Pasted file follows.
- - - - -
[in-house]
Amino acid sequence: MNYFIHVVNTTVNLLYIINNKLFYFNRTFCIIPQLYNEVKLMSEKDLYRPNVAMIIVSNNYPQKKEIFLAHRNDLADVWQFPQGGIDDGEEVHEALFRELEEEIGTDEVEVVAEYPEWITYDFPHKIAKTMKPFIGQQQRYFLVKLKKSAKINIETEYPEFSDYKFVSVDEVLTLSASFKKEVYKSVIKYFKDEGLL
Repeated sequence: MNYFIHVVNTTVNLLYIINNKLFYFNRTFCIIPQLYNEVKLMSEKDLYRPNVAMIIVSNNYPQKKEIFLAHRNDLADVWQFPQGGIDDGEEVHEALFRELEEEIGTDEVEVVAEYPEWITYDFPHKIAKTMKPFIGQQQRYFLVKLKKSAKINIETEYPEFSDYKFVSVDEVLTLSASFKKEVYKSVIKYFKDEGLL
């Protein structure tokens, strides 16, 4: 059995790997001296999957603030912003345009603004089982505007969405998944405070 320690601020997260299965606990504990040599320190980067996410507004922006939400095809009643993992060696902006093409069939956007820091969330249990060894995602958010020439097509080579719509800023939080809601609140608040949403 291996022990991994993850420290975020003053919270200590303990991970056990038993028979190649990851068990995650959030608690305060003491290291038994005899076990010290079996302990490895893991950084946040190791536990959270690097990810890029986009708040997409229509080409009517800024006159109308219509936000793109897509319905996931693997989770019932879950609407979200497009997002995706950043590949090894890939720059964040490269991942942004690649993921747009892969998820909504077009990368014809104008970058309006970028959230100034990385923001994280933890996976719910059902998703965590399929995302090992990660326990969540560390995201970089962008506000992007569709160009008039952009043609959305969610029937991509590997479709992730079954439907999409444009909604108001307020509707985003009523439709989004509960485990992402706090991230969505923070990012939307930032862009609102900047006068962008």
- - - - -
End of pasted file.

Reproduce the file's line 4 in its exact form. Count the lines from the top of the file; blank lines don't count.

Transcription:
């Protein structure tokens, strides 16, 4: 059995790997001296999957603030912003345009603004089982505007969405998944405070 320690601020997260299965606990504990040599320190980067996410507004922006939400095809009643993992060696902006093409069939956007820091969330249990060894995602958010020439097509080579719509800023939080809601609140608040949403 291996022990991994993850420290975020003053919270200590303990991970056990038993028979190649990851068990995650959030608690305060003491290291038994005899076990010290079996302990490895893991950084946040190791536990959270690097990810890029986009708040997409229509080409009517800024006159109308219509936000793109897509319905996931693997989770019932879950609407979200497009997002995706950043590949090894890939720059964040490269991942942004690649993921747009892969998820909504077009990368014809104008970058309006970028959230100034990385923001994280933890996976719910059902998703965590399929995302090992990660326990969540560390995201970089962008506000992007569709160009008039952009043609959305969610029937991509590997479709992730079954439907999409444009909604108001307020509707985003009523439709989004509960485990992402706090991230969505923070990012939307930032862009609102900047006068962008």